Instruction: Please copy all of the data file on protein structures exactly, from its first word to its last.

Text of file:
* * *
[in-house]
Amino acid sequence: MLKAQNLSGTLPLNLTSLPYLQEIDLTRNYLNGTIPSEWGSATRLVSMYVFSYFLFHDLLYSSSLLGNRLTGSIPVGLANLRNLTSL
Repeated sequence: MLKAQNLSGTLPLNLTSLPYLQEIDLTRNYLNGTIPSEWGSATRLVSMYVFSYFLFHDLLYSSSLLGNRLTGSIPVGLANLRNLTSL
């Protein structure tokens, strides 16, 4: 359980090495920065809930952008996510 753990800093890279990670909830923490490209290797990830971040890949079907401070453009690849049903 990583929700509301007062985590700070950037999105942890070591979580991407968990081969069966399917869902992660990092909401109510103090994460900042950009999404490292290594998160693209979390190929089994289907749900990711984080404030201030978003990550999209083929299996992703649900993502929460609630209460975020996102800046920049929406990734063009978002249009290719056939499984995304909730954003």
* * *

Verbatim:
[in-house]
Amino acid sequence: MLKAQNLSGTLPLNLTSLPYLQEIDLTRNYLNGTIPSEWGSATRLVSMYVFSYFLFHDLLYSSSLLGNRLTGSIPVGLANLRNLTSL
Repeated sequence: MLKAQNLSGTLPLNLTSLPYLQEIDLTRNYLNGTIPSEWGSATRLVSMYVFSYFLFHDLLYSSSLLGNRLTGSIPVGLANLRNLTSL
């Protein structure tokens, strides 16, 4: 359980090495920065809930952008996510 753990800093890279990670909830923490490209290797990830971040890949079907401070453009690849049903 990583929700509301007062985590700070950037999105942890070591979580991407968990081969069966399917869902992660990092909401109510103090994460900042950009999404490292290594998160693209979390190929089994289907749900990711984080404030201030978003990550999209083929299996992703649900993502929460609630209460975020996102800046920049929406990734063009978002249009290719056939499984995304909730954003």